Skip to main content
Open Access Publications from the University of California

UC Davis

UC Davis Previously Published Works bannerUC Davis

Sequencing improves our ability to study threatened migratory species: Genetic population assignment in California's Central Valley Chinook salmon

Published Web Location

Effective conservation and management of migratory species requires accurate identification of unique populations, even as they mix along their migratory corridors. While telemetry has historically been used to study migratory animal movement and habitat use patterns, genomic tools are emerging as a superior alternative in many ways, allowing large-scale application at reduced costs. Here, we demonstrate the usefulness of genomic resources for identifying single-nucleotide polymorphisms (SNPs) that allow fast and accurate identification of the imperiled Chinook salmon in the Great Central Valley of California. We show that 80 well-chosen loci, drawn from a pool of over 11,500 SNPs developed from restriction site-associated DNA sequencing, can accurately identify Chinook salmon runs and select populations within run. No other SNP panel for Central Valley Chinook salmon has been able to achieve the high accuracy of assignment we show here. This panel will greatly improve our ability to study and manage this ecologically, economically, and socially important species and demonstrates the great utility of using genomics to study migratory species.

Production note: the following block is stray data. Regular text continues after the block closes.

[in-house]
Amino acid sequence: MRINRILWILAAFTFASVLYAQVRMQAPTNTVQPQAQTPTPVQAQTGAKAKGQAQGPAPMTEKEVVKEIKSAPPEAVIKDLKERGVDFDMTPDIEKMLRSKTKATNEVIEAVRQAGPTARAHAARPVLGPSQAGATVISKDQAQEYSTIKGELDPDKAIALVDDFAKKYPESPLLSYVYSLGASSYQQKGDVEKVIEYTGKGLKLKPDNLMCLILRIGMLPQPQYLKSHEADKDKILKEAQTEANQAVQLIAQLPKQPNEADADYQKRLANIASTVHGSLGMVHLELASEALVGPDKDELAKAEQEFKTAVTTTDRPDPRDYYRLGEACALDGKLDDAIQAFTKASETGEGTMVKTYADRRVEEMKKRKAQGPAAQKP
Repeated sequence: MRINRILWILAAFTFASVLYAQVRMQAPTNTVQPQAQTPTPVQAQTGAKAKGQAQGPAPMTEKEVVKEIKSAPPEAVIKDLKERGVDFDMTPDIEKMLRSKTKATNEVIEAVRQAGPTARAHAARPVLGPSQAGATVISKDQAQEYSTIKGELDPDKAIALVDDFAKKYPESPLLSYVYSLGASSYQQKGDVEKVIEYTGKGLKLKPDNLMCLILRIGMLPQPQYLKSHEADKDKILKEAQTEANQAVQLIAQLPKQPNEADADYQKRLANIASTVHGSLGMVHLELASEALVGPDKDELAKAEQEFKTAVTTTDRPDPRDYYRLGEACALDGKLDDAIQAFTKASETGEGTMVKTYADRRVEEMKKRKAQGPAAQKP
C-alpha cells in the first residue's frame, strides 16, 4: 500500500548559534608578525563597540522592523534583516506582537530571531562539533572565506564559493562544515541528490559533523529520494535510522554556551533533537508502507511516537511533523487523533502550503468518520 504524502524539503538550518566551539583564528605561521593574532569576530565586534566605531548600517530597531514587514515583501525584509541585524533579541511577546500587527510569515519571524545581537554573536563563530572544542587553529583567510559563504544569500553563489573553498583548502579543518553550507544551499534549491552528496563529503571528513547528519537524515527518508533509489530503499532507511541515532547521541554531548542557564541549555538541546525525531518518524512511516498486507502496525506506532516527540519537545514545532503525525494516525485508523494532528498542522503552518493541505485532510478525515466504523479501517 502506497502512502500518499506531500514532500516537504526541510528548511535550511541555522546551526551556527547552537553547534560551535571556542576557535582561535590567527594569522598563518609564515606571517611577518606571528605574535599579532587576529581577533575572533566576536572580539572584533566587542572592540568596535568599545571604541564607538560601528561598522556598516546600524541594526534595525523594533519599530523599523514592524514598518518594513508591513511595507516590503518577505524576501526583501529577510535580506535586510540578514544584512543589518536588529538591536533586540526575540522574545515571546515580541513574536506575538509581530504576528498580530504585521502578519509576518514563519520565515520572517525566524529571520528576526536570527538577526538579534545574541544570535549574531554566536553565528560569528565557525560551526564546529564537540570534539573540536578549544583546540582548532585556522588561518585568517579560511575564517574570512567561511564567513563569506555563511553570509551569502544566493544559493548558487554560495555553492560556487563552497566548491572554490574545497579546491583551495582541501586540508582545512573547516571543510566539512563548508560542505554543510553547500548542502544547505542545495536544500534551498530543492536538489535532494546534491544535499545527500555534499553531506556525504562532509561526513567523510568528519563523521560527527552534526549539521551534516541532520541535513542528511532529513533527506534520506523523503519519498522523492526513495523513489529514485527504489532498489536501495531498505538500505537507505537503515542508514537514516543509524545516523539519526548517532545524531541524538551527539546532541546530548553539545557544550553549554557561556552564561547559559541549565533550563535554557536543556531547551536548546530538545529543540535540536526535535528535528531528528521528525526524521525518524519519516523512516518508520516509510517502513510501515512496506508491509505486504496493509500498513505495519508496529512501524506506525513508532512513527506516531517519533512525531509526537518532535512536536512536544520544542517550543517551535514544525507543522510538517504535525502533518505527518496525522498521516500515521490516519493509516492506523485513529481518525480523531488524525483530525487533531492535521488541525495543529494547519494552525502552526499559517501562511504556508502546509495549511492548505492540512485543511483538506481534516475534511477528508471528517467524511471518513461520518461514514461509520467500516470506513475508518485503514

Many UC-authored scholarly publications are freely available on this site because of the UC's open access policies. Let us know how this access is important for you.

Main Content
For improved accessibility of PDF content, download the file to your device.
Current View